Summary: leave the library in its original language as long as possible. Be cautious about doing the conversion unless you are willing to do the necessary maintenance.

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If the library is mature, well-tested and encapsulated, I leave it in the original language. But that is easier when it is in COM or .NET, since there is good interoperability and low overhead.

I would port only when there's significant environment change, obsolete language, or the library is going to need significant forward-looking development work which effectively mean that it will need to be fully re-tested anyway.

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It depends...

Obviously a port from Lisp to C# is going to be a rewrite not a port, but I frequently hand port things from more similar languages.

Perhaps you should evaluate your choice of language Y if you find its toolset so lacking?

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if your preferred language doesn't interop well, then it's probably a mistake to use it in projects that require a lot of interop.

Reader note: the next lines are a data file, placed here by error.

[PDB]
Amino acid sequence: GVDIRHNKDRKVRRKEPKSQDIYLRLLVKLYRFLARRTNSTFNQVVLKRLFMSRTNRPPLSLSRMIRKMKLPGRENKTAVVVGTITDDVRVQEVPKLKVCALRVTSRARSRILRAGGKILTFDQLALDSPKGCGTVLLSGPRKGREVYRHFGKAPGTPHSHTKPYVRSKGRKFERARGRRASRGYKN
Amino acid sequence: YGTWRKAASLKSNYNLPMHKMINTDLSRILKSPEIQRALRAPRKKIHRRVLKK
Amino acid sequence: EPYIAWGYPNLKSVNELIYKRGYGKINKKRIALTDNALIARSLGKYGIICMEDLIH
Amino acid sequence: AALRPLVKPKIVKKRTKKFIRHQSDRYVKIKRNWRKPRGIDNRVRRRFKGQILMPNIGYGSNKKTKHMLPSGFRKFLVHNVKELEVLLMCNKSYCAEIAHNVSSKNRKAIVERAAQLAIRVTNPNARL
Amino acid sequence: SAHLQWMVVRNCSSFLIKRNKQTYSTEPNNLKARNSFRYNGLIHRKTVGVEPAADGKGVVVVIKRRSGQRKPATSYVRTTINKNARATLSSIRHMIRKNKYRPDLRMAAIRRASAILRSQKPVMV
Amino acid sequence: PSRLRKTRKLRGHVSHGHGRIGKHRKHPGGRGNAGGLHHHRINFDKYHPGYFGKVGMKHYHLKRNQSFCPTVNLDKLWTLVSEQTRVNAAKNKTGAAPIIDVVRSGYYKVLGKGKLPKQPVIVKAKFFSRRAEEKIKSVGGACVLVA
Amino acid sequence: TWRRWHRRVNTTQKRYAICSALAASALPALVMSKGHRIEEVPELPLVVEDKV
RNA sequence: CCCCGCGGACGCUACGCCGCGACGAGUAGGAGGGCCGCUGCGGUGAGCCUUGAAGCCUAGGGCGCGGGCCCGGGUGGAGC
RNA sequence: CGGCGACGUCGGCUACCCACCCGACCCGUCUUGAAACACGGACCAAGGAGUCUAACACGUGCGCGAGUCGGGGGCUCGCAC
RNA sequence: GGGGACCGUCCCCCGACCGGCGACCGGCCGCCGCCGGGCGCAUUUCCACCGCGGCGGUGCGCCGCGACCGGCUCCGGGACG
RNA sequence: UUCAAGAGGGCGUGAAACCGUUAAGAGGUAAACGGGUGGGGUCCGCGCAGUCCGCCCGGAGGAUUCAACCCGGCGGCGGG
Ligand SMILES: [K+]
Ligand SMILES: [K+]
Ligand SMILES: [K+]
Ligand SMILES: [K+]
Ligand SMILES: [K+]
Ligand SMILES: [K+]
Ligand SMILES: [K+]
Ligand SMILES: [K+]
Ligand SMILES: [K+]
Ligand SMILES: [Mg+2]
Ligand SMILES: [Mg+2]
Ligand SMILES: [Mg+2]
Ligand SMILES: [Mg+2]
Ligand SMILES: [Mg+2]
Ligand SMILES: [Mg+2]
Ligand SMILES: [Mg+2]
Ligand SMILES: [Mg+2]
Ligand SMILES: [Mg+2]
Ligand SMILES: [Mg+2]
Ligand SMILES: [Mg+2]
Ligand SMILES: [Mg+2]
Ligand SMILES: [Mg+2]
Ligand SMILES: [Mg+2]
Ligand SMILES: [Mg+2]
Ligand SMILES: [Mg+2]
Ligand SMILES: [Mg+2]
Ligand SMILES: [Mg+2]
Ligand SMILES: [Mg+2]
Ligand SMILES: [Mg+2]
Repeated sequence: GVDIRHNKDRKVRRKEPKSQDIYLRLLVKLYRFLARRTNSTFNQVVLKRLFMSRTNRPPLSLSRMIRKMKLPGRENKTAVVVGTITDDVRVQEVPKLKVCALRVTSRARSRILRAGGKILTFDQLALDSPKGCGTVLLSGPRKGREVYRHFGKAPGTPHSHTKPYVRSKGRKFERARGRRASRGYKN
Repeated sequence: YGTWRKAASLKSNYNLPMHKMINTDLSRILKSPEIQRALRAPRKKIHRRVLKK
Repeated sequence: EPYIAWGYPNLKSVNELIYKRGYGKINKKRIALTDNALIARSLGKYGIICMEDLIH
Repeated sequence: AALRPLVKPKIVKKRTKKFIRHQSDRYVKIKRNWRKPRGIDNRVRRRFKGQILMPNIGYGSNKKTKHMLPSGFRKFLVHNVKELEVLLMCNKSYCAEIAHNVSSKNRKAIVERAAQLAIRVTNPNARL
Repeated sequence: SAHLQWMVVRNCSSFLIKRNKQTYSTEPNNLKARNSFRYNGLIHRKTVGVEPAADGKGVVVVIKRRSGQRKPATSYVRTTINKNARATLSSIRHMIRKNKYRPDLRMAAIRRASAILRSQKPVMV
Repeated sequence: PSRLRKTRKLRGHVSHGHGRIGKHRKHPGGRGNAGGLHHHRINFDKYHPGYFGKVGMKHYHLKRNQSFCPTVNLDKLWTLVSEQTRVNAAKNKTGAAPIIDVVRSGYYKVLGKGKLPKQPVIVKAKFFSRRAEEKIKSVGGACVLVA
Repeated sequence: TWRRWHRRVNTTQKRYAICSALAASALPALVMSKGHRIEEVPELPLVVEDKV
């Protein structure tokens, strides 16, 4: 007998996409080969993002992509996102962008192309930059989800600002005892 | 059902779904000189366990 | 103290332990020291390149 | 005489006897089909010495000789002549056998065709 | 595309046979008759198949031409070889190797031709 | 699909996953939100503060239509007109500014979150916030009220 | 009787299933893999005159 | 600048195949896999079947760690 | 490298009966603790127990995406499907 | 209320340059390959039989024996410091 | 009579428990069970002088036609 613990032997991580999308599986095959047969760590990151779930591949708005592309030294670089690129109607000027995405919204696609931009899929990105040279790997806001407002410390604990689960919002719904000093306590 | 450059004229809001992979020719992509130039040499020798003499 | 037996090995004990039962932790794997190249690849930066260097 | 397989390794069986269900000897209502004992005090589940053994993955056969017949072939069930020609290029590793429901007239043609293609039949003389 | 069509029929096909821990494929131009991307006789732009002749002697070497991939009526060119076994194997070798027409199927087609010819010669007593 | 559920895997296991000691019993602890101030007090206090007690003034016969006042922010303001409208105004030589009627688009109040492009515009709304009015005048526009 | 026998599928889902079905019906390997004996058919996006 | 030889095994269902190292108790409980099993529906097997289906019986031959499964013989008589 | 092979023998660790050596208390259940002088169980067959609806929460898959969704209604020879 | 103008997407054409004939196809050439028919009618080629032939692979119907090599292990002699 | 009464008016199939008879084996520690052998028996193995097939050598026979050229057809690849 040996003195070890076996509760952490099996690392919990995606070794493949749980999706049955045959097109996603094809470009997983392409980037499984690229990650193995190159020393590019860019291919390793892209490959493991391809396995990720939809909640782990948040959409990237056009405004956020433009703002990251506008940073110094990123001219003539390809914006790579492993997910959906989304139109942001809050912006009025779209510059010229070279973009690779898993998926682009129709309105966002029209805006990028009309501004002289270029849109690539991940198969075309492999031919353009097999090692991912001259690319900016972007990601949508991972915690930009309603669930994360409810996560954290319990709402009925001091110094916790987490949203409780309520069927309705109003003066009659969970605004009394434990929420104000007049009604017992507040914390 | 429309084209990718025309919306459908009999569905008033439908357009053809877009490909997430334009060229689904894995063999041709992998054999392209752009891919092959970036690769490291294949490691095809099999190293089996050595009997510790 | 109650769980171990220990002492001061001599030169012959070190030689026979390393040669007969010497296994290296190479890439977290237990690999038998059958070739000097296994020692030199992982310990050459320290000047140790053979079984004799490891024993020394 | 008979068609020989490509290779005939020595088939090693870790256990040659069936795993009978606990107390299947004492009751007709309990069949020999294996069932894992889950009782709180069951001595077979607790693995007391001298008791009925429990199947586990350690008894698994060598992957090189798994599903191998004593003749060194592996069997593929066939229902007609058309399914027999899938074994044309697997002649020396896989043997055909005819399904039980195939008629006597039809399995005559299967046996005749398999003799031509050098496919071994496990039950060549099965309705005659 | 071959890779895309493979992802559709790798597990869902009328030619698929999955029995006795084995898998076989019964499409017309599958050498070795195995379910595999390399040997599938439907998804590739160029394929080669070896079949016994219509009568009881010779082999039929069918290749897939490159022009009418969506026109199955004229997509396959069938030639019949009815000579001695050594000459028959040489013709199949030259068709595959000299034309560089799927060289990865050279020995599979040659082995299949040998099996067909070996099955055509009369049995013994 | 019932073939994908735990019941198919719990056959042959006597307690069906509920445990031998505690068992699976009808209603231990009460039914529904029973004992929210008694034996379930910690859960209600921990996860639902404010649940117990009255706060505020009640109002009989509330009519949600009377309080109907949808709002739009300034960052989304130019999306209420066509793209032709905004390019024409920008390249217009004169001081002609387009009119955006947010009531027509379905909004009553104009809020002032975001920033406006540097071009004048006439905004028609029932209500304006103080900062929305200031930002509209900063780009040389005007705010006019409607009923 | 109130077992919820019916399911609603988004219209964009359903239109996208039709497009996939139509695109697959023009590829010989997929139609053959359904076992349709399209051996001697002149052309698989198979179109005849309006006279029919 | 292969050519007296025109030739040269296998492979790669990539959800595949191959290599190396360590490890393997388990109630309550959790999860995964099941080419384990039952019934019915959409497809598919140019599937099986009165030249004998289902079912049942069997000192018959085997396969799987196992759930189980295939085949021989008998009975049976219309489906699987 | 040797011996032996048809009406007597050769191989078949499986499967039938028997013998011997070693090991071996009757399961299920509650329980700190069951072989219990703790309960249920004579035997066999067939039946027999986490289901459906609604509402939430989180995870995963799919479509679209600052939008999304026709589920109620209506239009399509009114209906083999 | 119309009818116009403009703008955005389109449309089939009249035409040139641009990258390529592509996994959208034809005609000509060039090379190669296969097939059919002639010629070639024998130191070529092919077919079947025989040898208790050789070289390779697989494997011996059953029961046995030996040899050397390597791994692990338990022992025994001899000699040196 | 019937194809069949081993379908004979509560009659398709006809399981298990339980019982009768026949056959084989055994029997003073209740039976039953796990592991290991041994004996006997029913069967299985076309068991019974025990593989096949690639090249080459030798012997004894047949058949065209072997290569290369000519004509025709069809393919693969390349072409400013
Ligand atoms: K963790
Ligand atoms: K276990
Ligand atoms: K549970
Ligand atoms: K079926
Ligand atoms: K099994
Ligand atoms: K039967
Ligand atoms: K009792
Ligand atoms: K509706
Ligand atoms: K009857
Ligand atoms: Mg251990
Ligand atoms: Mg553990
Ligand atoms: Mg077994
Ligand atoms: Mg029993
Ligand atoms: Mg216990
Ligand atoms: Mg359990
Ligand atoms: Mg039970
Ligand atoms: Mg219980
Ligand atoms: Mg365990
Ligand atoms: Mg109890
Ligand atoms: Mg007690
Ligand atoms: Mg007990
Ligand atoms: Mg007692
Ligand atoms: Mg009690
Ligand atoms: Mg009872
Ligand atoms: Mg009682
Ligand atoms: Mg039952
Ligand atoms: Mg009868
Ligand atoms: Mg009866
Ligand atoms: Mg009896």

as an example, python is a fantastic choice for the Eve Online server farm, but that project was developed almost all in python, not much interop. Python might not be such a great choice for enterprise applications that have to integrate with lots of other unchangeable products. As amazing as the language is, it's not a jack-of-all-trades, and shouldn't be misapplied.

i get friggin mad about all the crap i dislike about lang.x

there's got to be a compromise that interops better than lang.y without all the failures of lang.x. some high level languages can do pretty well with native code. C# comes to mind.

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As others have said, it entirely depends on the situation.

Just as an example, I'm currently porting Google's Protocol Buffers framework to C#. I'm trying to keep an API which is like the Java version, but also make it familiar to .NET programmers. At the same time a friend (Marc Gravell) is doing a more "from scratch" project with a more WCF-like feel. It's good to have both projects, as they cater for slightly different needs. It's also good to have them at all as it means that Java, C++, Python, C# (et al) projects can communicate with each other efficiently. Trying to use the C++ version from C# would have been horrible.

At the same time, however, I can't see that there's very much point in also producing a VB.NET version. It would have minor advantages - enabling developers to keep the generated code within the same project as the rest of it - but that's probably not worth the extra effort. For the most part VB.NET developers will be fine just building the generated C# code and referencing it from their VB.NET projects.

Different projects will have different considerations to weigh up. Sooner or later it's always about value (whatever that means for the project) vs effort.